To strengthen the identity and urban integration of Europe’s premier business district, Paris La Défense decided to update the 12 footbridges that connect the main platform to neighbouring districts. This was an unusual project, due to the age of the structures, the complexity of the site and the diverse range of companies involved.
Use light to unify the different spaces of a compartmentalised urban site; create a reassuring and attractive lighting environment for the 250,000 workers and residents who pass daily through Europe’s largest business district; renovate the structures in compliance with the various local standards (AFNOR, ISO, UTE, PRM, etc.): these were the three main criteria in the design brief for the “12 Passerelles” project initiated by Paris La Défense in late 2017.
“Giving these structures back an urban function, using lighting to give them a group identity.”
The project arose from deliberations on how to renovate the pedestrian footbridges linking the main platform to the three neighbouring districts of Nanterre, Courbevoie and Puteaux. These structures are each very different, built in different eras with no architectural consistency. The project is worth around €10 million in total, with works expected to take three years.
This large-scale project brings together a wide range of stakeholders. Project management is based on a grouping of several specialist companies, including lead architect Dietmar Feichtinger Architectes, engineering firm Ingérop and design firm Arcora for the economic framework; and Wonderfulight for the lighting design. Implementation is divided among six companies handling different batches, including Citeos (VINCI Energies) to install the lighting.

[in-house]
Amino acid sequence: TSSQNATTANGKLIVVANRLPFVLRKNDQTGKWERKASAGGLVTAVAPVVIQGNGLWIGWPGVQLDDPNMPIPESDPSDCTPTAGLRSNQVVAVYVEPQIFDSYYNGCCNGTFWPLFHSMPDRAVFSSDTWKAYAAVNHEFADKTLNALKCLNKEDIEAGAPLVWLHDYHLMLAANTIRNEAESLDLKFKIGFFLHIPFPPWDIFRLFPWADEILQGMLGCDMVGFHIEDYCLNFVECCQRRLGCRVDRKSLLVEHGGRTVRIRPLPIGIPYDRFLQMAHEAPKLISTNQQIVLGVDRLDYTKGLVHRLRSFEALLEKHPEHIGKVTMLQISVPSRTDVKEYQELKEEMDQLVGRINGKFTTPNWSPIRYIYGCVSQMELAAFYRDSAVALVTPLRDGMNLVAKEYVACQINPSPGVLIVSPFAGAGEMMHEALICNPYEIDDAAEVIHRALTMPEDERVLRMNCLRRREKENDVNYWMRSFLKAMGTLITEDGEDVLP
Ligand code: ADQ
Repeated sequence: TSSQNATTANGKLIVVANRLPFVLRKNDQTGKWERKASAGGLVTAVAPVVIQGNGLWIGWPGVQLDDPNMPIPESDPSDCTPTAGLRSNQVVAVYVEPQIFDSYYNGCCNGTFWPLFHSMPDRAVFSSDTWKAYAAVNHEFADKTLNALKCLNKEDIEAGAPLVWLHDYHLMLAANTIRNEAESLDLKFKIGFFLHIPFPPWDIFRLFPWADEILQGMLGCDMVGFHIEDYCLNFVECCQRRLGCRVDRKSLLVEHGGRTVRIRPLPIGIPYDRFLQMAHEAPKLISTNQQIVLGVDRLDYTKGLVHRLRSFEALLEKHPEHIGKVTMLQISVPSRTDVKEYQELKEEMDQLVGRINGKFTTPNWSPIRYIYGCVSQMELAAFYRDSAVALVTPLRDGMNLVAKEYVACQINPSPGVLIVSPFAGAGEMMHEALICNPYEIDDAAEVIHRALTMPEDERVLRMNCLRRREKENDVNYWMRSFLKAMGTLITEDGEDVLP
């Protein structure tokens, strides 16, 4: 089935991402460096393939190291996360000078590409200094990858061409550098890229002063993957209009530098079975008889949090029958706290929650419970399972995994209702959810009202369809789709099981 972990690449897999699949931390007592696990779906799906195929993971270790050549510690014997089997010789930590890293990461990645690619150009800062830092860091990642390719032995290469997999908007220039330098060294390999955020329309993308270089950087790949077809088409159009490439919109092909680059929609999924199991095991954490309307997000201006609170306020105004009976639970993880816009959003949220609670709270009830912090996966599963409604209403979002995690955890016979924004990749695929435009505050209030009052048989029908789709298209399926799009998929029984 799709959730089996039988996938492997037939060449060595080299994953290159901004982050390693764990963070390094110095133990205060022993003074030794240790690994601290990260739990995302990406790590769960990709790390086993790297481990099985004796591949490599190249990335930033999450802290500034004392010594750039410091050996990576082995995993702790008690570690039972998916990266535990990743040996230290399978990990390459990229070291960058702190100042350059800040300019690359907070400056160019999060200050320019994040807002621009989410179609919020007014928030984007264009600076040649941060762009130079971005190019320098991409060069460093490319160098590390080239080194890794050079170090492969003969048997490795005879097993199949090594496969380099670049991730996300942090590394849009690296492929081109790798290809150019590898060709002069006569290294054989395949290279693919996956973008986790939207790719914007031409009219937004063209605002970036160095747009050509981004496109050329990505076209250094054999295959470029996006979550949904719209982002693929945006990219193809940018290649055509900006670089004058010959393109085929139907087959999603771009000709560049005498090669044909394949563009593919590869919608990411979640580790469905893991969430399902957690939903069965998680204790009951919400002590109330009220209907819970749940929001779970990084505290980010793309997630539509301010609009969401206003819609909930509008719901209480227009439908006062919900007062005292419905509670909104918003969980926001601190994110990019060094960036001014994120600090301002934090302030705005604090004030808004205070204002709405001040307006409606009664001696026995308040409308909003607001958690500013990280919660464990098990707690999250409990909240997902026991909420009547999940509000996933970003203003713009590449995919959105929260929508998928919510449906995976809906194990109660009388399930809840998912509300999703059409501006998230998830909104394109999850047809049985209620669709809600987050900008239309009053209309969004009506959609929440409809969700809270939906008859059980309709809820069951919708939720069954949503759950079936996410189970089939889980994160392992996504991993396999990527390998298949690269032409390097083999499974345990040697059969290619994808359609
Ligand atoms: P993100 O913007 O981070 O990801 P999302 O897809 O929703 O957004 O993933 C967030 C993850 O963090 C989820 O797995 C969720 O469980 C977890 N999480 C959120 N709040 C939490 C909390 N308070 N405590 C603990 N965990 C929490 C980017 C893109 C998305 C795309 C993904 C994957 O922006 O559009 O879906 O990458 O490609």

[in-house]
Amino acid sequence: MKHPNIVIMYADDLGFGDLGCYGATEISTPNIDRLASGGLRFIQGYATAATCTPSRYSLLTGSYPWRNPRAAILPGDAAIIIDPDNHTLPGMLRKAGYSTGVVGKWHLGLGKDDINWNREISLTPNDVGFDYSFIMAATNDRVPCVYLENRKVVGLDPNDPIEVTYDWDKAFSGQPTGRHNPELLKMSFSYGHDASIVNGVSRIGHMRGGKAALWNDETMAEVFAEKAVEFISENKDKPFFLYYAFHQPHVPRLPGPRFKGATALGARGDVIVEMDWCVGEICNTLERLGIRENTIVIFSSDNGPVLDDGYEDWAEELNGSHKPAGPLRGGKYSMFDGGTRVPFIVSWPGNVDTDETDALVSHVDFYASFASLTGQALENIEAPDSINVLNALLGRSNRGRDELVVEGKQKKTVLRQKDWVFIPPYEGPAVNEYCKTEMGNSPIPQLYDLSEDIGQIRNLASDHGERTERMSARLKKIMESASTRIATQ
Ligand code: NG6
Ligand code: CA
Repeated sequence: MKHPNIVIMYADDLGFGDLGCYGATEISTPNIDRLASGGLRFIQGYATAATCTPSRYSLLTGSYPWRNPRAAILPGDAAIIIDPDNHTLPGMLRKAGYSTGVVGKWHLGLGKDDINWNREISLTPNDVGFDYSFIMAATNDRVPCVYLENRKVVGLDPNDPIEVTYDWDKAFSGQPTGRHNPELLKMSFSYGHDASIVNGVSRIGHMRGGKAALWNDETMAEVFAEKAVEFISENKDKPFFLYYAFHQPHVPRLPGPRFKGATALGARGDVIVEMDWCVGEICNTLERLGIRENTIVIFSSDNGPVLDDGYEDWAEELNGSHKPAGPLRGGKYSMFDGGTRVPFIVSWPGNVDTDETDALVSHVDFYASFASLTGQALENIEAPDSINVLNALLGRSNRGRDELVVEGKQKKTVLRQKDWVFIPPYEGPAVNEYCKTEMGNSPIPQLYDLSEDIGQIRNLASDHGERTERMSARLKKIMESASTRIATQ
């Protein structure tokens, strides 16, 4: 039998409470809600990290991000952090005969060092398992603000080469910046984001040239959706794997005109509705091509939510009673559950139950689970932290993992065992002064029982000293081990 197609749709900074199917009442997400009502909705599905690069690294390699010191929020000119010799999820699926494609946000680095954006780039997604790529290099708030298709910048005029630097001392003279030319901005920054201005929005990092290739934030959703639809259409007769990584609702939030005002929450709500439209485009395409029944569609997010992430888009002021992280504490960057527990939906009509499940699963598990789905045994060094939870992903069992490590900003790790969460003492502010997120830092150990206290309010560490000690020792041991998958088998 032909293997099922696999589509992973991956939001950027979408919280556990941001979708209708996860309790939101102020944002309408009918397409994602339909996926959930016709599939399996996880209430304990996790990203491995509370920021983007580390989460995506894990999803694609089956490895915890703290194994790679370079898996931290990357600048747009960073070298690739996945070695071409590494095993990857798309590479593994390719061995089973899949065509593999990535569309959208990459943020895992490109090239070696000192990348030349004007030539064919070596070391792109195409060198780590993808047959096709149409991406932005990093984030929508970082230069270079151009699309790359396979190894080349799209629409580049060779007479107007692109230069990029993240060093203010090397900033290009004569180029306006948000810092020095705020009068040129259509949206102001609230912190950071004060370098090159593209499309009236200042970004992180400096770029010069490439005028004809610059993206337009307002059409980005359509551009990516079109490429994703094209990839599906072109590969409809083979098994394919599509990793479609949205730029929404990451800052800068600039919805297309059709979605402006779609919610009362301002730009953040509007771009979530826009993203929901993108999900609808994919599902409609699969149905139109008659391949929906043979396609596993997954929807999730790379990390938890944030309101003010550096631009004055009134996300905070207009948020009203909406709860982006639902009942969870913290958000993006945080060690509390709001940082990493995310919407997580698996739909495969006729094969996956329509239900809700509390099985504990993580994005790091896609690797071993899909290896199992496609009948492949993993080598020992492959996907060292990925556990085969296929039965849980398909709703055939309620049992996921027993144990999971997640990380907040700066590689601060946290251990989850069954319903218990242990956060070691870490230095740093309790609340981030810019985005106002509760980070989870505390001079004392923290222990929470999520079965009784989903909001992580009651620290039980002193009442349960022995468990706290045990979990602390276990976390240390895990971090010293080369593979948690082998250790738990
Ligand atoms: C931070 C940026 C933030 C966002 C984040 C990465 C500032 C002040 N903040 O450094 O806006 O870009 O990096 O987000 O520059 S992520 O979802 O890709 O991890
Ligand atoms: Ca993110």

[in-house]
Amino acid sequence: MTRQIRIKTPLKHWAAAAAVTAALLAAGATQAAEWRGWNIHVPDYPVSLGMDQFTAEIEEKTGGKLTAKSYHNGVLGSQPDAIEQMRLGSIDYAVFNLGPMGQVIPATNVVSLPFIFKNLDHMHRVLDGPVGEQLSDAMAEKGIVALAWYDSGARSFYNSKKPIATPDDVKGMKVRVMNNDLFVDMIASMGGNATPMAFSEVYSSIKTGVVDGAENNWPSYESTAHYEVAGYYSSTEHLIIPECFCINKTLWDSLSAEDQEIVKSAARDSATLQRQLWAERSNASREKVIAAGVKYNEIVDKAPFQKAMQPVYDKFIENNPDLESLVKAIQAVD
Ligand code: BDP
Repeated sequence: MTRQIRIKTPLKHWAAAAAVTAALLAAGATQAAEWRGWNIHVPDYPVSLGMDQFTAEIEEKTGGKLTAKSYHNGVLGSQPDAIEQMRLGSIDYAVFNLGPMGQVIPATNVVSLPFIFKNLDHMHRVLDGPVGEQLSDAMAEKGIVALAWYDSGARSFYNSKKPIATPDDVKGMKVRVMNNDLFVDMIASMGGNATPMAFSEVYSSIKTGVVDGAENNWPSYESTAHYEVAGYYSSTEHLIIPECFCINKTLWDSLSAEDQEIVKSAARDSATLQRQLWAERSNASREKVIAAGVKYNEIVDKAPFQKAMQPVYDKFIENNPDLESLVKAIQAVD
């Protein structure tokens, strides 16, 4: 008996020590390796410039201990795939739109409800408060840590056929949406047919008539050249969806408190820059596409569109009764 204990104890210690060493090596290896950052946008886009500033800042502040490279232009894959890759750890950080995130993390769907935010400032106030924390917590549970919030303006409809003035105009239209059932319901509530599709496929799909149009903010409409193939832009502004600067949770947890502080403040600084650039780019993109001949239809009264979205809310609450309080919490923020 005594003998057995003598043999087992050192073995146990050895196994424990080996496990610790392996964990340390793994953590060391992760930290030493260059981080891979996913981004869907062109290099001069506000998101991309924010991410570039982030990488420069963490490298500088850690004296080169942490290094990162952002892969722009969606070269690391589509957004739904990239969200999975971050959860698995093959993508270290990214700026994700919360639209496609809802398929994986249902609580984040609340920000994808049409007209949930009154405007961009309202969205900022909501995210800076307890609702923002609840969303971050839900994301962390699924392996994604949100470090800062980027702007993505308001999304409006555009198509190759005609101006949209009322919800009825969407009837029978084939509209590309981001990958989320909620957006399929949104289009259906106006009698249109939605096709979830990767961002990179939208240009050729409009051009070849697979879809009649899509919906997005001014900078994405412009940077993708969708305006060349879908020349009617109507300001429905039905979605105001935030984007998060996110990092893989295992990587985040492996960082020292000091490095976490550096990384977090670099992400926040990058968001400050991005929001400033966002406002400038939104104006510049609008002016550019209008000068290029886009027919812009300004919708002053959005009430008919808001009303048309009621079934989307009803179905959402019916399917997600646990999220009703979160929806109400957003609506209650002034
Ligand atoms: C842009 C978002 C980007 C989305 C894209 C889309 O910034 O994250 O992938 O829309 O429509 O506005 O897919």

“In addition to their technical refurbishment and restoration, our objective is to give these structures back an urban function, using lighting to give them a group identity,” explains Nicolas Hérault, business unit manager of Citeos Grands Projets.
To create this identity, the design firm Wonderfulight chose to set up a light path using a mix of linear and individual graphic elements in red and white. In total, almost 750 metres of light strips will be recessed into the floor surfaces, with more than 450 LED spotlights integrated into the handrails. Illuminated glass screens and panels portraying the urban landscape will also be installed. Lastly, gobo projectors will be installed under the footbridges, projecting strips of light onto the underside of each structure that will be visible from the main roads.
“This project has a large architectural component, with extremely demanding requirements both technically and organisationally,” explains Laurane Dorn, who is managing the project for Citeos Grands Projets. The “12 Passerelles” project presents the VINCI Energies business unit with a number of challenges.
Working on existing infrastructure, often dilapidated, on an occupied site frequented by thousands of people, in a multi-level urban environment, required ingenuity and adaptability from the teams. The structural work and fine metalwork involved in the meticulous installation of bespoke lighting equipment required close coordination between the different contractors. “Our expertise in managing complex projects enabled us to tightly monitor these interactions, without which the project could not have been completed,” says Laurane Dorn.
Adding to the complexity was the requirement to complete the project in three years. Due to the restrictions imposed by the occupied site and the technical complexity of the operations, the schedule had to be reassessed regularly. The works teams were constantly adapting to the discontinuous and simultaneous nature of their tasks.
At the end of December 2020, four of these footbridges – Triangle, Jean Moulin, Louis Blanc and Orme – were reopened to pedestrians. The remainder will follow in 2021.